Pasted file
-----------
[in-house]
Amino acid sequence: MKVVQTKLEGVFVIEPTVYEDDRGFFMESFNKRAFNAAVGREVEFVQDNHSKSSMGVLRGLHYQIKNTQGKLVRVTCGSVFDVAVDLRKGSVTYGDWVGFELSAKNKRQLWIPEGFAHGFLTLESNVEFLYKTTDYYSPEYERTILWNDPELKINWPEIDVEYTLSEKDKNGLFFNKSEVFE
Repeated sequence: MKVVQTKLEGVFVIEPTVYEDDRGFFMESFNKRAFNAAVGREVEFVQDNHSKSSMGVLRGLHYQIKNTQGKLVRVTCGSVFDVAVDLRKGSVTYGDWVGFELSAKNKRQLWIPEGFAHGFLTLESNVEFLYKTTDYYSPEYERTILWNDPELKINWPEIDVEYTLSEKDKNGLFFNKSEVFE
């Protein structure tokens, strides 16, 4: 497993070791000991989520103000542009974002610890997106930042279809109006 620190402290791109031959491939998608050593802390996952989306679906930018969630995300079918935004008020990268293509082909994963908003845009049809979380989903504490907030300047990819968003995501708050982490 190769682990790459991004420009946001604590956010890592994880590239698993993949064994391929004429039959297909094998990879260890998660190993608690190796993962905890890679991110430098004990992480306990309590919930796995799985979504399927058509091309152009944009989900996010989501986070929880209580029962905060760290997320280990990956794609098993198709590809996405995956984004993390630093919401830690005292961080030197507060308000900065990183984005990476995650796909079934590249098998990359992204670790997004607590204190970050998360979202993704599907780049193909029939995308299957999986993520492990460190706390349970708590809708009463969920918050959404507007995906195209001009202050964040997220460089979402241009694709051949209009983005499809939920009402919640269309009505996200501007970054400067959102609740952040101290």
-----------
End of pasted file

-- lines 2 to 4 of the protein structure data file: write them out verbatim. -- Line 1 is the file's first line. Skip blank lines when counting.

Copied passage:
Amino acid sequence: MKVVQTKLEGVFVIEPTVYEDDRGFFMESFNKRAFNAAVGREVEFVQDNHSKSSMGVLRGLHYQIKNTQGKLVRVTCGSVFDVAVDLRKGSVTYGDWVGFELSAKNKRQLWIPEGFAHGFLTLESNVEFLYKTTDYYSPEYERTILWNDPELKINWPEIDVEYTLSEKDKNGLFFNKSEVFE
Repeated sequence: MKVVQTKLEGVFVIEPTVYEDDRGFFMESFNKRAFNAAVGREVEFVQDNHSKSSMGVLRGLHYQIKNTQGKLVRVTCGSVFDVAVDLRKGSVTYGDWVGFELSAKNKRQLWIPEGFAHGFLTLESNVEFLYKTTDYYSPEYERTILWNDPELKINWPEIDVEYTLSEKDKNGLFFNKSEVFE
């Protein structure tokens, strides 16, 4: 497993070791000991989520103000542009974002610890997106930042279809109006 620190402290791109031959491939998608050593802390996952989306679906930018969630995300079918935004008020990268293509082909994963908003845009049809979380989903504490907030300047990819968003995501708050982490 190769682990790459991004420009946001604590956010890592994880590239698993993949064994391929004429039959297909094998990879260890998660190993608690190796993962905890890679991110430098004990992480306990309590919930796995799985979504399927058509091309152009944009989900996010989501986070929880209580029962905060760290997320280990990956794609098993198709590809996405995956984004993390630093919401830690005292961080030197507060308000900065990183984005990476995650796909079934590249098998990359992204670790997004607590204190970050998360979202993704599907780049193909029939995308299957999986993520492990460190706390349970708590809708009463969920918050959404507007995906195209001009202050964040997220460089979402241009694709051949209009983005499809939920009402919640269309009505996200501007970054400067959102609740952040101290």